Tegra K1, Samsung Multi-Platform, Other ARM'ing For Linux 3.16
Written by Michael Larabel in Linux Kernel on 3 June 2014 at 12:17 AM EDT. 2 Comments
The latest excitement out of the merge window for the Linux 3.16 kernel is a plethora of ARM hardware improvements.

Olof Johansson sent in a bulk of the new ARM work on Monday that's targeting Linux 3.16. Among the highlights of this Linux ARM work include:

- Samsung Exynos SoCs now supports being built as part of a multi-platform kernel where one Linux kernel image is now able to support running on different SoCs. The ARM platforms now supporting this multi-platform kernel mode is Samsung Exynos, NVIDIA Tegra, Freescale i.MX, Texas Instruments OMAP, and many other ARMv7 platforms.

- As some recent Exynos improvements were held up until Samsung developers worked out their multi-platform support, there's also a lot of other Samsung specific enhancements for this next kernel around their 3250 and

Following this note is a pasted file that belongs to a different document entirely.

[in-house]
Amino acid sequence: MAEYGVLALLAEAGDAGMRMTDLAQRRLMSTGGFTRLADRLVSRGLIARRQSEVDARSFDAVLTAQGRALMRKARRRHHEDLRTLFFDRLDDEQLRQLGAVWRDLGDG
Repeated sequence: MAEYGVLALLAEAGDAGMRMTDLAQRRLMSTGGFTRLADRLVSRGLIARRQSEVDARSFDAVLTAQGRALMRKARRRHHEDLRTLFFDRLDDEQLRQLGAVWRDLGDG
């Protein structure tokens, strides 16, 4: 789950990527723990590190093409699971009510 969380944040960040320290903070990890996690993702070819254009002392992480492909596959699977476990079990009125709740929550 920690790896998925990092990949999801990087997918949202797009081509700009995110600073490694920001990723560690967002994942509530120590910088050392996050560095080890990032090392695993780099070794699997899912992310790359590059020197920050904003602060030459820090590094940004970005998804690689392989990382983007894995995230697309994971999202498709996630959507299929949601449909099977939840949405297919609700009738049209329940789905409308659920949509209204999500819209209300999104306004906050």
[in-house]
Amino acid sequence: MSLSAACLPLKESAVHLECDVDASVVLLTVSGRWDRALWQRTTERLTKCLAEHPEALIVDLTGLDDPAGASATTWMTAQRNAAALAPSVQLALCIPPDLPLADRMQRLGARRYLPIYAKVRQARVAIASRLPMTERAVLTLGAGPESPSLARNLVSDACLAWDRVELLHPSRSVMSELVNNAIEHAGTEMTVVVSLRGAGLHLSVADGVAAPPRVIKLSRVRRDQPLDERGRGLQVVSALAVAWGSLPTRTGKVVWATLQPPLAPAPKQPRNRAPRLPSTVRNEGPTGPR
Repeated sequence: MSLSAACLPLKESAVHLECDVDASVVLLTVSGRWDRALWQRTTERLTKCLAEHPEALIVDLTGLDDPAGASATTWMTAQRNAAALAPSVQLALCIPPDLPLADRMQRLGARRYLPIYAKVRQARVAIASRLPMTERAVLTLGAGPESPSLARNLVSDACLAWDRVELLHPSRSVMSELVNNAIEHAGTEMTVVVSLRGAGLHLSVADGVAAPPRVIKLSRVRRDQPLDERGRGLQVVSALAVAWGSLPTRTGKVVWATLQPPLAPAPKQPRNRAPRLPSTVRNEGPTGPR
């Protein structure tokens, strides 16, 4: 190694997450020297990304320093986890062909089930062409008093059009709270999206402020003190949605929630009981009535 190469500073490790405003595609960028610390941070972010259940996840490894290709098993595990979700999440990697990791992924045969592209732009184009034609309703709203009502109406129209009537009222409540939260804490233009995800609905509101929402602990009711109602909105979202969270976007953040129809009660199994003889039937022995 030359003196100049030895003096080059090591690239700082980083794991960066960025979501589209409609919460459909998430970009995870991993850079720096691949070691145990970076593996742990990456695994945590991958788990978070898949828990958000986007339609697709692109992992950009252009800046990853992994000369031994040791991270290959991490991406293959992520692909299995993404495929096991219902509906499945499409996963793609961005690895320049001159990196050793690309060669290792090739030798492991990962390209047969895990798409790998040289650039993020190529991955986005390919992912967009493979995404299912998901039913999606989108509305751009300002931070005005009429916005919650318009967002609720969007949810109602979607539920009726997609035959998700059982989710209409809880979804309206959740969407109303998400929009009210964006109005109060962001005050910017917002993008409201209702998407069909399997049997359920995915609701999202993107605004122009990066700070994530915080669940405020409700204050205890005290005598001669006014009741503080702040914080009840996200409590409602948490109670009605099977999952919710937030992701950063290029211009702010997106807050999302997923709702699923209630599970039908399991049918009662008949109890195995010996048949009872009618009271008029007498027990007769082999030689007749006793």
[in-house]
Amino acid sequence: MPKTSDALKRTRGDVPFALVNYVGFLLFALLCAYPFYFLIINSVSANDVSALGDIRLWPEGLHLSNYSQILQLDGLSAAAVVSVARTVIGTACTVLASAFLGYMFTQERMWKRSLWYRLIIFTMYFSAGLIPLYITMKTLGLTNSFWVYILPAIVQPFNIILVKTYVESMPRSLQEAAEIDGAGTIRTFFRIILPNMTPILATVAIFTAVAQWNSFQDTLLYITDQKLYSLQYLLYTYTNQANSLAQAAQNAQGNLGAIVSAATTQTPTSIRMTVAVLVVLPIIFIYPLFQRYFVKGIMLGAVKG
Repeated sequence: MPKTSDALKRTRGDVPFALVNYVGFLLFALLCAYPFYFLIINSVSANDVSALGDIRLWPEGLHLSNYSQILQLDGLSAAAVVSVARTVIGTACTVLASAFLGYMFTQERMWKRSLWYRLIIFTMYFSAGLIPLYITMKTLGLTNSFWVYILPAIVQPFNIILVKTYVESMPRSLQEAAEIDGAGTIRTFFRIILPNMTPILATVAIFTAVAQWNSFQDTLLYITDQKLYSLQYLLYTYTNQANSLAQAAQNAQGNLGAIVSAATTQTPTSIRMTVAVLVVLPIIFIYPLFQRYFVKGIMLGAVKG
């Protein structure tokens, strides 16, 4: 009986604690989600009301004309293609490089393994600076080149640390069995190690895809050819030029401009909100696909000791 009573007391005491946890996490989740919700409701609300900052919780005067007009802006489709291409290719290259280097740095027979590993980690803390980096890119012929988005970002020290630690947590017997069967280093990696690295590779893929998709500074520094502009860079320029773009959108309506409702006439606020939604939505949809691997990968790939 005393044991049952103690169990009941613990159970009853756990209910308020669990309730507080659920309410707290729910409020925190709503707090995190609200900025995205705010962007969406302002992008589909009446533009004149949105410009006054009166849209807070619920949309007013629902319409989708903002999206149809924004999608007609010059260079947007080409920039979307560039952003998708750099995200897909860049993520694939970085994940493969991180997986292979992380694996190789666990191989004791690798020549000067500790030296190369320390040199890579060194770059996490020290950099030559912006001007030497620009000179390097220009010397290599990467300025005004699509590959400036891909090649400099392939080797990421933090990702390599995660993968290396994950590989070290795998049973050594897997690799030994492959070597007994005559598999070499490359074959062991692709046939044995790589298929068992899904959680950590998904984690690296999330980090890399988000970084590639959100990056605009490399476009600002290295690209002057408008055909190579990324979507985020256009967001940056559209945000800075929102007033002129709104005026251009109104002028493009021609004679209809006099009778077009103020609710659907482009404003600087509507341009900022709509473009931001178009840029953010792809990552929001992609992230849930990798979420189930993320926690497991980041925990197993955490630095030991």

5410/5420/5800 series hardware.

- The SoC Device Tree update now supports the Tegra K1 based NVIDIA Jetson TK1 development board. There's also support for the Qualcomm APQ8064 and APQ8084 SoCs along with their respective evaluation boards. There's also new support for the TI DRA72 and Marvell Berlin 2Q.

- Device Tree support for the NVIDIA Tegra Note 7 and NVIDIA SHIELD. Also, there's DT for the Colibri T30 computer-on-module.

- Multi-cluster power management support for the Samsung Exynos with support for big.LITTLE CPU switching on the Exynos 5 series.

- SMP support for the Marvell Armada 375/38x and Allwinner A31.

- New SoC support for the Freescale i.MX6SX, LSI Axxia AXM55xx SoCs, Samsung EXYNOS 3250/5260/5410/5420/5800, and STi STIH407.

- Various other clean-ups and improvements.

More information on the many ARM changes queued up for the Linux 3.16 kernel can be found via this large Git pull series.

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Michael Larabel is the principal author of Phoronix.com and founded the site in 2004 with a focus on enriching the Linux hardware experience. Michael has written more than 10,000 articles covering the state of Linux hardware support, Linux performance, graphics drivers, and other topics. Michael is also the lead developer of the Phoronix Test Suite, Phoromatic, and OpenBenchmarking.org automated benchmarking software. He can be followed via Twitter or contacted via MichaelLarabel.com.

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